8. takhalus, am not sure if I completely agree with the paragraph myself. But this article from last year is pretty prescient, imo:

    btw, excellent comment thread, thanks guys.

  9. Without getting mired into the larger debate, I would say that anyone who precludes the possibility of the formation of an “institutionalized view” solely on the basis that there is (a) rotation at the top, and (b) those appointments are made by one person, does not know how institutions work, and needs to read more of the Poli Sci and Sociology literatures on institutions. And I say this as a massive OBJ fan.

  10. Well he’s arguing that the control of the COAS over the ISI appointments means that the insitutionalized “ISI view” is much closer to the institutionalized “army view” than those who argue the rogue ISI theory think.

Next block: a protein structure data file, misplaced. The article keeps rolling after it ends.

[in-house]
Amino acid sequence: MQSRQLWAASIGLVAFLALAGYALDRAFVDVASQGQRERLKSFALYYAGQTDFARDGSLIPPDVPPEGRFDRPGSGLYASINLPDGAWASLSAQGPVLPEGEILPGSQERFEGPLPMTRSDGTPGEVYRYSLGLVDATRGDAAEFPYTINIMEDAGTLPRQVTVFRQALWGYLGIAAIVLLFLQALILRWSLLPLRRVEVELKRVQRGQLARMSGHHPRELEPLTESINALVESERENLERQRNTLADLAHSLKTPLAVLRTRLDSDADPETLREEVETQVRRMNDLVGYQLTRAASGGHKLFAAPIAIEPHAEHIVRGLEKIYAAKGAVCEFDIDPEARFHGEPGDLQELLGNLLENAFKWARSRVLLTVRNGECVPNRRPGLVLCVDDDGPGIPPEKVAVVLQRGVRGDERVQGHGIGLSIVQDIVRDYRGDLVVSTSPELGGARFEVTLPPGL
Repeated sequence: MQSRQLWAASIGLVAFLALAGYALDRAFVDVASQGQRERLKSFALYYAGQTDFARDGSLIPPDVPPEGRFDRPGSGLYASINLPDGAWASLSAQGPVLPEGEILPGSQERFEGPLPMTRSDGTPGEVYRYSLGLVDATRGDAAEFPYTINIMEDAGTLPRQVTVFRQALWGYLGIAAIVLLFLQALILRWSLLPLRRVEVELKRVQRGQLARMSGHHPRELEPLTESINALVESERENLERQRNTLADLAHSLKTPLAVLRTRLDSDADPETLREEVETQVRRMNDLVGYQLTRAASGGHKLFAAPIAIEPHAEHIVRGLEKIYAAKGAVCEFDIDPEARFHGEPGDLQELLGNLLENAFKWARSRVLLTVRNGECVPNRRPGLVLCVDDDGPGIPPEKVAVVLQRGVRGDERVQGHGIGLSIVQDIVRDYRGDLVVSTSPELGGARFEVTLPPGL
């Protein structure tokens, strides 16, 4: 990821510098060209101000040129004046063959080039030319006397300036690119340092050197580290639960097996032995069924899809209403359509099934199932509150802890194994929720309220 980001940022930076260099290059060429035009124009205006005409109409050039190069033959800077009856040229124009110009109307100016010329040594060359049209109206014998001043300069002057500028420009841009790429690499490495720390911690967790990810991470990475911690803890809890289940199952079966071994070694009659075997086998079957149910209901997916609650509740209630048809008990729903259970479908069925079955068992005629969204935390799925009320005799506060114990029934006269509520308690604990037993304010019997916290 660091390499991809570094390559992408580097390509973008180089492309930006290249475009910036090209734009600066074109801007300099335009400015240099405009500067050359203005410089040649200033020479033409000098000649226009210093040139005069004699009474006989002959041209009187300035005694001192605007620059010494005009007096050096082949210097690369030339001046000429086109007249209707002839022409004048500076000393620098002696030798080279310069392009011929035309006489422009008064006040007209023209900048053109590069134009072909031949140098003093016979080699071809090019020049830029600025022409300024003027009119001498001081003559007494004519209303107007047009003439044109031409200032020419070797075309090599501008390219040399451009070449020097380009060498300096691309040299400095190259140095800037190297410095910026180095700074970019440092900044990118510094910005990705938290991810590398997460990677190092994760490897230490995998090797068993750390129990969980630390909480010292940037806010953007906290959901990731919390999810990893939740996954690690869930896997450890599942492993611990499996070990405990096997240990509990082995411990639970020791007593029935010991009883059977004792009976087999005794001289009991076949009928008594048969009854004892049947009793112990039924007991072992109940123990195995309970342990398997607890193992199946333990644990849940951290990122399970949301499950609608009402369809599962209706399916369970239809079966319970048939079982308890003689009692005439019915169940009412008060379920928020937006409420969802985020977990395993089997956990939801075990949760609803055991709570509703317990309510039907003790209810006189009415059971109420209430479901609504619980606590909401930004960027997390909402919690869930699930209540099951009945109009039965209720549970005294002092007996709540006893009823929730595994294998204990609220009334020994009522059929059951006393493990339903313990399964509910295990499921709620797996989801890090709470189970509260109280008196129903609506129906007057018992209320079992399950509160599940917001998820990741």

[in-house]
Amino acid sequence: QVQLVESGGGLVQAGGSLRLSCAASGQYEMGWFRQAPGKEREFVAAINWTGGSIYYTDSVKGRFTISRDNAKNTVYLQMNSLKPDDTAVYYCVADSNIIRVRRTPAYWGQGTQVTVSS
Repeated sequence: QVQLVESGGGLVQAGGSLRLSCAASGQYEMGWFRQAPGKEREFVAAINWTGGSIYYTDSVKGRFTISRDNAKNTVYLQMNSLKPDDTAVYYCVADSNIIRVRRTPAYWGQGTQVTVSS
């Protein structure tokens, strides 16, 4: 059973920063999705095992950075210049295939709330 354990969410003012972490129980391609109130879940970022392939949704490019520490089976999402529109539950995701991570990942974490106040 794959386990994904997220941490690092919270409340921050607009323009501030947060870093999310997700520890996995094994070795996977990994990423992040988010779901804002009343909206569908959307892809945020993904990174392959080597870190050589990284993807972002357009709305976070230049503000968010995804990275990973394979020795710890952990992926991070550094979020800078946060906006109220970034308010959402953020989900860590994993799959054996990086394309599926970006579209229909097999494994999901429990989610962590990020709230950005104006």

11. takhalus

    Ahsan: I agree with the principle of what you said of the improtance of institutions,..but anyone who has seen pakistan society up close can confirm that institutions are so emasculated that decision making is very personalised.

    Ehsan Haques takeover of the ISI did lead to a change but not in the way you was the militants perception of the pak military which has changed. The same can be said for Iftikhar Chaudhry.


Leave a Reply

Fill in your details below or click an icon to log in: Logo

You are commenting using your account. Log Out / Change )

Twitter picture

You are commenting using your Twitter account. Log Out / Change )

Facebook photo

You are commenting using your Facebook account. Log Out / Change )

Google+ photo

You are commenting using your Google+ account. Log Out / Change )

Connecting to %s

%d bloggers like this: